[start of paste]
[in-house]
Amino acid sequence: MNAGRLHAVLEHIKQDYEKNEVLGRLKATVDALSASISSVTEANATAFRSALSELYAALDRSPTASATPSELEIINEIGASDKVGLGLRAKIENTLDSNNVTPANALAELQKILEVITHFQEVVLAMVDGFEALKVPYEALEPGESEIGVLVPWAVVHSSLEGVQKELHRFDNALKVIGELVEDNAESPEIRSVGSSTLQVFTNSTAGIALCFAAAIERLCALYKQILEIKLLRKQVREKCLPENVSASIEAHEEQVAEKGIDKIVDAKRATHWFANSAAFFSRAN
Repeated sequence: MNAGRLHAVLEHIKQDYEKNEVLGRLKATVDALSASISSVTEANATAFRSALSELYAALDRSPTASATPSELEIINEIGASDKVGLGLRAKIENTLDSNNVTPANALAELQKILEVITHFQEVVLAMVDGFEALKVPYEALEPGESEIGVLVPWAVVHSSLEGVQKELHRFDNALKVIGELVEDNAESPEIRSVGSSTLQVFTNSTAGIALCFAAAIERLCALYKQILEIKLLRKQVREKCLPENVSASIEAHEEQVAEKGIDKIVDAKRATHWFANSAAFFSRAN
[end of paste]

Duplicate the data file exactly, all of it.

[in-house]
Amino acid sequence: MNAGRLHAVLEHIKQDYEKNEVLGRLKATVDALSASISSVTEANATAFRSALSELYAALDRSPTASATPSELEIINEIGASDKVGLGLRAKIENTLDSNNVTPANALAELQKILEVITHFQEVVLAMVDGFEALKVPYEALEPGESEIGVLVPWAVVHSSLEGVQKELHRFDNALKVIGELVEDNAESPEIRSVGSSTLQVFTNSTAGIALCFAAAIERLCALYKQILEIKLLRKQVREKCLPENVSASIEAHEEQVAEKGIDKIVDAKRATHWFANSAAFFSRAN
Repeated sequence: MNAGRLHAVLEHIKQDYEKNEVLGRLKATVDALSASISSVTEANATAFRSALSELYAALDRSPTASATPSELEIINEIGASDKVGLGLRAKIENTLDSNNVTPANALAELQKILEVITHFQEVVLAMVDGFEALKVPYEALEPGESEIGVLVPWAVVHSSLEGVQKELHRFDNALKVIGELVEDNAESPEIRSVGSSTLQVFTNSTAGIALCFAAAIERLCALYKQILEIKLLRKQVREKCLPENVSASIEAHEEQVAEKGIDKIVDAKRATHWFANSAAFFSRAN